The trigger safety is not the only safety on a Glock.

    Also, Do all wheel guns have some kind of blocker preventing a hammer from being driven into the primer in a drop? Dropping my G20 twice I never worried about it but I sure didn't try to catch it with my hands.

    Is this for those that wish to carry a Glock with one in the chamber using clipdraw?
    Order Clipdraw - Saf-T-Blok for Glocks
    Bear in mind that all 3 "safeties" on a Glock (or other makes with no thumb, grip, or likewise external safeties) are connected to the trigger, and if the trigger is pulled by any means (t-shirt, etc.), the gun fires. There is no separate action needed to discharge the gun. It takes very little pressure to press the exposed trigger "safety" and little trigger pull to disengage the other 2 safeties.
    In the truest sense, there are no safeties on Glocks, in the manner of something separate that must be unlocked or disengaged to pull the trigger and fire the gun. A true safety prevent the guns from firing--period-- until disengaged.

    Just about any quality wheelgun made since the '70s has a hammer block or transfer bar that is trigger actuated and whose purpose is to prevent a ND if the gun is dropped. It is not a "safety" as such, meaning it does not prevent the gun from firing if you pull the trigger. All modern revolvers can be carried chambered without fear of a ND if dropped. Snagging the trigger is another story, but it still requires more effort and mechanical movement than a pistol.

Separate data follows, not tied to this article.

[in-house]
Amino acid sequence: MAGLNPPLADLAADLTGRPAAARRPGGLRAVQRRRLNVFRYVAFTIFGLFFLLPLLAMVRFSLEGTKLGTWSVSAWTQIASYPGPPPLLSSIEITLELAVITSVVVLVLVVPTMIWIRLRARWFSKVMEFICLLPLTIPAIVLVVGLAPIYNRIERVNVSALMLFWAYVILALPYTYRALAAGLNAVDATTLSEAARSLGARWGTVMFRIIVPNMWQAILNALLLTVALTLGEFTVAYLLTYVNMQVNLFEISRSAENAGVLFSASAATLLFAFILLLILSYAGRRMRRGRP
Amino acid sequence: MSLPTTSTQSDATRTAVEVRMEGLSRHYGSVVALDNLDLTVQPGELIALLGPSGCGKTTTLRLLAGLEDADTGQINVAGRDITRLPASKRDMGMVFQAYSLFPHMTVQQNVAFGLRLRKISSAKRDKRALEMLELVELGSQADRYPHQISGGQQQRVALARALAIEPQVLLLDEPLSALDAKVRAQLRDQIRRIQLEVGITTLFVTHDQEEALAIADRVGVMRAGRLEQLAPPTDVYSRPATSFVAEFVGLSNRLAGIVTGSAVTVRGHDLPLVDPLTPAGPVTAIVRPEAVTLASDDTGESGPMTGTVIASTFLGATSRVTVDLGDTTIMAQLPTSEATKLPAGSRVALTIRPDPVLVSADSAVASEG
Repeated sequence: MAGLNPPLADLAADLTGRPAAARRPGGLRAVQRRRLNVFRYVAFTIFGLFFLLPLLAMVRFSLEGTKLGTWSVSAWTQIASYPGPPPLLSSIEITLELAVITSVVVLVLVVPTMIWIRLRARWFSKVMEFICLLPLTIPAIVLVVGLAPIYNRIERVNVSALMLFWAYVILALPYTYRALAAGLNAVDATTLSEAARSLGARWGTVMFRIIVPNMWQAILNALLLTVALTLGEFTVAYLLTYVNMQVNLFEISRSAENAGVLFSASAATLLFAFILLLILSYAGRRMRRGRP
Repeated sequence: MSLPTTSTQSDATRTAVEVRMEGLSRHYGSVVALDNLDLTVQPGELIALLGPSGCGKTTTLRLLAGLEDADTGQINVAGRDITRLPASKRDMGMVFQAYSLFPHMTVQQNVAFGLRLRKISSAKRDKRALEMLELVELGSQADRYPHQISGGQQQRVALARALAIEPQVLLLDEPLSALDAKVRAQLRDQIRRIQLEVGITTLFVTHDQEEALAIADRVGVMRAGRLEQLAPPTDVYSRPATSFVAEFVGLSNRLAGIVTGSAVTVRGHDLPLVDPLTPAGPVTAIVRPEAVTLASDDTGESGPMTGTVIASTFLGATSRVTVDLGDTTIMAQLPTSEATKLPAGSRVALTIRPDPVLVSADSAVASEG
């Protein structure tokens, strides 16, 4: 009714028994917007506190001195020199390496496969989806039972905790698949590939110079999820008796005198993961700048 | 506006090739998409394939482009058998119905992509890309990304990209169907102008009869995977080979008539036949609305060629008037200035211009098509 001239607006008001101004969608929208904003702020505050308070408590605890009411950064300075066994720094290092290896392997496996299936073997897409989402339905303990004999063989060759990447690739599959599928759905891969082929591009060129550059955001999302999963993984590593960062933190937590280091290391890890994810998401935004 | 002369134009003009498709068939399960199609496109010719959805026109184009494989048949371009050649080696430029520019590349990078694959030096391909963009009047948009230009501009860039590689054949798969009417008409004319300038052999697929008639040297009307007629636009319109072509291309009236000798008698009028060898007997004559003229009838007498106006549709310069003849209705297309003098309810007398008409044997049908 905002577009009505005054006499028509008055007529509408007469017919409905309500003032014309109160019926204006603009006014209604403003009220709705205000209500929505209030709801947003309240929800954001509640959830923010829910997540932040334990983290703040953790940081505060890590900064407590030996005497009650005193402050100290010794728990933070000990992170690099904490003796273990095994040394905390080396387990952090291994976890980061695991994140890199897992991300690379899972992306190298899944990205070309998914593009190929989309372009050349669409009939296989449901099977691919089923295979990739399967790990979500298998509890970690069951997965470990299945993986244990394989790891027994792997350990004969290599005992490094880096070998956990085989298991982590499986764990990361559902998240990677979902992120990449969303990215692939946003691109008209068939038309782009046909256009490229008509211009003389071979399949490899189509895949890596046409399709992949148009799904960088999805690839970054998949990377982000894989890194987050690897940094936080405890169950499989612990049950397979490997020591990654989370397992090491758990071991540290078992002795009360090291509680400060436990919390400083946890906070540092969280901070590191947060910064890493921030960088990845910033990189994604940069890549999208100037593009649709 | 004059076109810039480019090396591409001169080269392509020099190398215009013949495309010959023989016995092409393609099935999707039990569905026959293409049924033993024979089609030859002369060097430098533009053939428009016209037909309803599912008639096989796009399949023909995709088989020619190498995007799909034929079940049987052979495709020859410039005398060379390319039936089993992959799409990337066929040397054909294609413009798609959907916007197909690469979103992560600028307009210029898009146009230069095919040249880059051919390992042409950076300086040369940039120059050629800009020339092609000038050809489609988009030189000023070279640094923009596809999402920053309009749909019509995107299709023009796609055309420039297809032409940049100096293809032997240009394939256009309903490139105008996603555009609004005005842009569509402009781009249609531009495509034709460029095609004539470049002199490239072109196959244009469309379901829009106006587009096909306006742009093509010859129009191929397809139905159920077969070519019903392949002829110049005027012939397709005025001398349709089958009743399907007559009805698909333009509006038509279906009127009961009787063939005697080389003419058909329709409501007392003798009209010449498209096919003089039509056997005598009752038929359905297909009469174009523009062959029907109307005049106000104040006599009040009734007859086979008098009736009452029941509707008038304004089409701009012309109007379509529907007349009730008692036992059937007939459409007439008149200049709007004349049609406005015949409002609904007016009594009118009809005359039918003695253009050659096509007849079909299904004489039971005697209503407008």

There are a few devices mean to protect the trigger on Glocks, etc. Safe-t-blok is one; another is a plastic cover that attached to a belt loop, etc. and comes off when the pistol is drawn. Don't recall the name of it.
    Retired USAF E-8. Lighten up and enjoy life because:
    Paranoia strikes deep, into your heart it will creep. It starts when you're always afraid... "For What It's Worth" Buffalo Springfield

  15. #44
    VIP Member Array Majorlk's Avatar
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    Quote Originally Posted by CommonMan101 View Post
    Once again. My instructions say to not use with one in the chamber. Can't have an ND when properly used so it's really a moot point when one is worried about their semi gong off using one.
    Yet another reason not to use one. If it can't safely be used with a round chambered, it's useless, IMHO.
    An armed society is a polite society. Manners are good when one may have to back up his acts with his life. - Robert A. Heinlein

  16. #45
    Member Array phantom1984's Avatar
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    i used to use the clip draw and it works great. I got the cross breed super tuck now and it works even better.
    NRA Member

    Better to have it and not need it than to need it and not have it.